GALLIPOLIS — Cadot-Blessing Camp 126 Sons of Union Veterans of the Civil War and the VFW 4464 Honor Guard gathered in Pine Street Cemetery and the Gallipolis City Park along with onlookers Memorial Day Monday morning to remember the sacrifices of American veterans from across the years.
Area military historian and member of Cadot-Blessing Camp 126 Dr. Sam Wilson described the history surrounding the creation of Memorial Day and its significance to American history in Pine Street Cemetery. Wilson read from General Order Number 11 by General John A. Logan of the Grand Army of the Republic which has been recognized as the historic beginnings of Memorial Day.
“The 30th day of May, 1868 is designated for the purpose of strewing with flowers or otherwise decorating the graves of comrades who died in defense of their country during the late rebellion, and whose bodies now lie in almost every city, village, and hamlet churchyard in the land,” read Wilson. “In this observance no form or ceremony is prescribed, but posts and comrades will in their own way arrange such fitting services and testimonials of respect as circumstances may permit. We are organized, comrades, as our regulations tell us, for the purpose, among other things, “of preserving and strengthening those kind and fraternal feelings which have bound together the soldiers, sailors and marines who united to suppress the late rebellion.” What can aid more to assure this result than by cherishing tenderly the memory of our heroic dead who made their breasts a barricade between our country and its foes? Their soldier lives were the reveille of freedom to a race in chains and their deaths the tattoo of rebellious tyranny in arms. We should guard their graves with sacred vigilance. All that the consecrated wealth and taste of the nation can add to their adornment and security is but a fitting tribute to the memory of her slain defenders. Let no wanton foot tread rudely on such hallowed grounds. Let pleasant paths invite the coming and going of reverent visitors. Gen. Logan’s order. Memorial Day. May 5, 1868.”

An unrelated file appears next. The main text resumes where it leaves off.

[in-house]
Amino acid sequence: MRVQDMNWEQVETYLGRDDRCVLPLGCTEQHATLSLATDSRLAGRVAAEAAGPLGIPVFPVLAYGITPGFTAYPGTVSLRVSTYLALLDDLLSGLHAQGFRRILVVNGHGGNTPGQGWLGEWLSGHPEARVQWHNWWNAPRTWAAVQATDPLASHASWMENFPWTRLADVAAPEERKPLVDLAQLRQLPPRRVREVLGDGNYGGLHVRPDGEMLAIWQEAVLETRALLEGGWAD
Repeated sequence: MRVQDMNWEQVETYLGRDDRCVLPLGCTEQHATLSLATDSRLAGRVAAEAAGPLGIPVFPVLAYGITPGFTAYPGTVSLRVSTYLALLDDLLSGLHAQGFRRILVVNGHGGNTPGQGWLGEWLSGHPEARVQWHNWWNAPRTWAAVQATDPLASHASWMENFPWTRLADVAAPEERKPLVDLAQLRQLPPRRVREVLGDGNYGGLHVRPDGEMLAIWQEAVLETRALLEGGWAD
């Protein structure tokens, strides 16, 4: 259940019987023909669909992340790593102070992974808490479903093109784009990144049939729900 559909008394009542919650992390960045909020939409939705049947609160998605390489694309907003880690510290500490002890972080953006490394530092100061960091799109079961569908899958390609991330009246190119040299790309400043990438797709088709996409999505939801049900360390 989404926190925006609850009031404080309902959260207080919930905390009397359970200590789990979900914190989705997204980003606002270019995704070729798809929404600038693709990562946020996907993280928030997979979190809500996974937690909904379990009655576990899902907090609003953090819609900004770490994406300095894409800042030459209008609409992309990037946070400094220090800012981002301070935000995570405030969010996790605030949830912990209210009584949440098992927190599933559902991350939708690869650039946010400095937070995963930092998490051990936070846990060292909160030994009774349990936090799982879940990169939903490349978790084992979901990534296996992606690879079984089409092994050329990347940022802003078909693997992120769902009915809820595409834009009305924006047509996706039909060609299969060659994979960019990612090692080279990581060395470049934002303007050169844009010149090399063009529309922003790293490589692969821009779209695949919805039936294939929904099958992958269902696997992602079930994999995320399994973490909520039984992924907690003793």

A member of the camp laid a wreathe in front of the American flag at the cemetery before the playing of Taps was shared and a firing salute was held in conjunction with the VFW 4464 Honor Guard.
Visitors, the Sons of Union Veterans and the VFW 4464 Honor Guard next traveled to the Gallipolis City Park by the Spirit of the American Doughboy Veteran Memorial. Veterans placed a wreathe in front of the statue, another firing salute was held along with the playing of Taps. VFW 4464 Honor Guard member Mike Giese sang the lyrics of Taps to the assembled.
“We want to thank all of you for coming out here with us today,” said VFW 4464 Commander Bill Mangus. “To every veteran here, we know why we’re here. We thank you for serving your country honorably.”
Dean Wright is a staff writer for Ohio Valley Publishing and can be reached 740-446-2342.
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